At Tuesday’s council meeting, Grace Bible Fellowship of Antioch asked the council members to overturn the city engineer’s decision to deny the church a permit to close a section of Sunset Drive for their “Holy Eve Community Carnival.”

In the end, the city decided that there were too many issues with staging the large event at the suggested location and not enough time to resolve them so the street closure was denied.

The vote was split down the middle with council members Wade Harper and Mary Rocha for and Gary Agopian and Mayor Jim Davis against while Councilman Brian Kalinowski was absent.

Council said that the sheer size of the event and the late pursuit of permission to close the street brought on issues of public safety and potential backlash from neighboring businesses.

Last year the church said they had about 20,000 people when it was staged at the Antioch mall. In previous years people have apparently come from as far as Fairfield, Fremont, Vacaville and Pinole to attend the carnival.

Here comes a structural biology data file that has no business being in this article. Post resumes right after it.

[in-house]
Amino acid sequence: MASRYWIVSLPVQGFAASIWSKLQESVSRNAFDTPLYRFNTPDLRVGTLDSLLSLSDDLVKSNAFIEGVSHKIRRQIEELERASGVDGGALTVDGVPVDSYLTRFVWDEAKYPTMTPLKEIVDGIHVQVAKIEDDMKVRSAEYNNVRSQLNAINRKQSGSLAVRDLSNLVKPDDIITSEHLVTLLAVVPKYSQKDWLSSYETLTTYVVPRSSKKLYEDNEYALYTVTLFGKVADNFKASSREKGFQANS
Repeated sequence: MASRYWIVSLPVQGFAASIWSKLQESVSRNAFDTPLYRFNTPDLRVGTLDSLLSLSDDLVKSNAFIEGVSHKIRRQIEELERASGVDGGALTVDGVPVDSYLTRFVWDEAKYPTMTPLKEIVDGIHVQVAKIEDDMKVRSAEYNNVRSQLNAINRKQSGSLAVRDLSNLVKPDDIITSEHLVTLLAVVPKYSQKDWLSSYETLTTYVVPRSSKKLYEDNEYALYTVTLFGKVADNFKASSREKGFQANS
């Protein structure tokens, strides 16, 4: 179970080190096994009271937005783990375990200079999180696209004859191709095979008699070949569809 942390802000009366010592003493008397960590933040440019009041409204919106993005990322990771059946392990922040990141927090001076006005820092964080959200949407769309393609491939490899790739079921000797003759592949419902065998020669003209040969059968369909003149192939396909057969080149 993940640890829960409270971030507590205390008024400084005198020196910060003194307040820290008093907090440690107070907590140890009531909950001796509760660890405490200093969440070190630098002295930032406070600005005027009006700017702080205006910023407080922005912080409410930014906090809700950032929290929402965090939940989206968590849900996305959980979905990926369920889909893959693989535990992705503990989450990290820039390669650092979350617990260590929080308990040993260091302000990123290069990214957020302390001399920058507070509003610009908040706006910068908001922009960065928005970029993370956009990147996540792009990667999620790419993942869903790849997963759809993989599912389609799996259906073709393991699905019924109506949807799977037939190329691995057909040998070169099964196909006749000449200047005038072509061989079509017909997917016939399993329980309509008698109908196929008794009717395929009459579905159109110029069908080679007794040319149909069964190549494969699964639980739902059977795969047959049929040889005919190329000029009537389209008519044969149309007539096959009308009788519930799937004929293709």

The event was so big last year that the local Starbucks allegedly took in “10’s of thousands of dollars” in sales, something a church representative at the meeting was told was a better sales day than Black Friday.

According to the church’s website, the fair has been held since 2003 and it is such a success because it provides a safe, fun atmosphere for families “on a night that is typically synonymous with heinous pranks and random acts of violence particularly against those who are socially vulnerable.”

The church said they are holding the event at their own church and not a larger venue such as the mall or the Antioch Fairgrounds as in previous years because they have received far less funding from local businesses than they have in years past. As a result they had to scale back this year’s carnival by advertising less and so are expecting less people to attend.

The church said they have written permission from each business within the street closure area. Those businesses apparently gave permission to use their parking spaces for any overflow parking the event might generate.

One of the many issues that surfaced during the council meeting however, was that even businesses outside the planned closure section would likely still be affected by the large amount of vehicles and pedestrians that would potentially block customers.